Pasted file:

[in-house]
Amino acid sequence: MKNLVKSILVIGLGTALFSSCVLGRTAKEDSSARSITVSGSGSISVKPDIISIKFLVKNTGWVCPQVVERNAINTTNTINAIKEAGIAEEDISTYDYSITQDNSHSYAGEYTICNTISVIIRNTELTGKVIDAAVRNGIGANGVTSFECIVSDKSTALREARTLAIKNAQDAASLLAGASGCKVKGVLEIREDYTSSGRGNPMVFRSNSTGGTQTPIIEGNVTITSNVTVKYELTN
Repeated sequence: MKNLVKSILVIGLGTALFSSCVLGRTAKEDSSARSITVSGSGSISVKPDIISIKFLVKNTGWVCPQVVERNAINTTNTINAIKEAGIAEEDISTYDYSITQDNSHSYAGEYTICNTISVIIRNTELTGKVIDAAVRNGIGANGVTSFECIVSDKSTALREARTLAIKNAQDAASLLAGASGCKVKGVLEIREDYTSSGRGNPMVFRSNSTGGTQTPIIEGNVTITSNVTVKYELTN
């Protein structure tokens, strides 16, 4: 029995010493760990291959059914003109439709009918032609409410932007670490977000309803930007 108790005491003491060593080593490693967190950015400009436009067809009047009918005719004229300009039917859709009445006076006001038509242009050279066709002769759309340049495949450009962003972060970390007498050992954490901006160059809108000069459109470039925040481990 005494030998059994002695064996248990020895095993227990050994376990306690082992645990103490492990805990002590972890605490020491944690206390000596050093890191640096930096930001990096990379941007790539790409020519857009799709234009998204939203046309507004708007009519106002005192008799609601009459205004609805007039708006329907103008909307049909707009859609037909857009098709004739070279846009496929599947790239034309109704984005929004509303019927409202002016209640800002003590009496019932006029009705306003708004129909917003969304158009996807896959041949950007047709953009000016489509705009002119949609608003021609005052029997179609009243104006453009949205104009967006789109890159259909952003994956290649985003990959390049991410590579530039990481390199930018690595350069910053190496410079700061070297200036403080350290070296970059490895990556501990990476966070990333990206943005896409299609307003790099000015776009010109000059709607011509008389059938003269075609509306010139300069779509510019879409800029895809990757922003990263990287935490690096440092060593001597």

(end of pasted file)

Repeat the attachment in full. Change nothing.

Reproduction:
[in-house]
Amino acid sequence: MKNLVKSILVIGLGTALFSSCVLGRTAKEDSSARSITVSGSGSISVKPDIISIKFLVKNTGWVCPQVVERNAINTTNTINAIKEAGIAEEDISTYDYSITQDNSHSYAGEYTICNTISVIIRNTELTGKVIDAAVRNGIGANGVTSFECIVSDKSTALREARTLAIKNAQDAASLLAGASGCKVKGVLEIREDYTSSGRGNPMVFRSNSTGGTQTPIIEGNVTITSNVTVKYELTN
Repeated sequence: MKNLVKSILVIGLGTALFSSCVLGRTAKEDSSARSITVSGSGSISVKPDIISIKFLVKNTGWVCPQVVERNAINTTNTINAIKEAGIAEEDISTYDYSITQDNSHSYAGEYTICNTISVIIRNTELTGKVIDAAVRNGIGANGVTSFECIVSDKSTALREARTLAIKNAQDAASLLAGASGCKVKGVLEIREDYTSSGRGNPMVFRSNSTGGTQTPIIEGNVTITSNVTVKYELTN
């Protein structure tokens, strides 16, 4: 029995010493760990291959059914003109439709009918032609409410932007670490977000309803930007 108790005491003491060593080593490693967190950015400009436009067809009047009918005719004229300009039917859709009445006076006001038509242009050279066709002769759309340049495949450009962003972060970390007498050992954490901006160059809108000069459109470039925040481990 005494030998059994002695064996248990020895095993227990050994376990306690082992645990103490492990805990002590972890605490020491944690206390000596050093890191640096930096930001990096990379941007790539790409020519857009799709234009998204939203046309507004708007009519106002005192008799609601009459205004609805007039708006329907103008909307049909707009859609037909857009098709004739070279846009496929599947790239034309109704984005929004509303019927409202002016209640800002003590009496019932006029009705306003708004129909917003969304158009996807896959041949950007047709953009000016489509705009002119949609608003021609005052029997179609009243104006453009949205104009967006789109890159259909952003994956290649985003990959390049991410590579530039990481390199930018690595350069910053190496410079700061070297200036403080350290070296970059490895990556501990990476966070990333990206943005896409299609307003790099000015776009010109000059709607011509008389059938003269075609509306010139300069779509510019879409800029895809990757922003990263990287935490690096440092060593001597």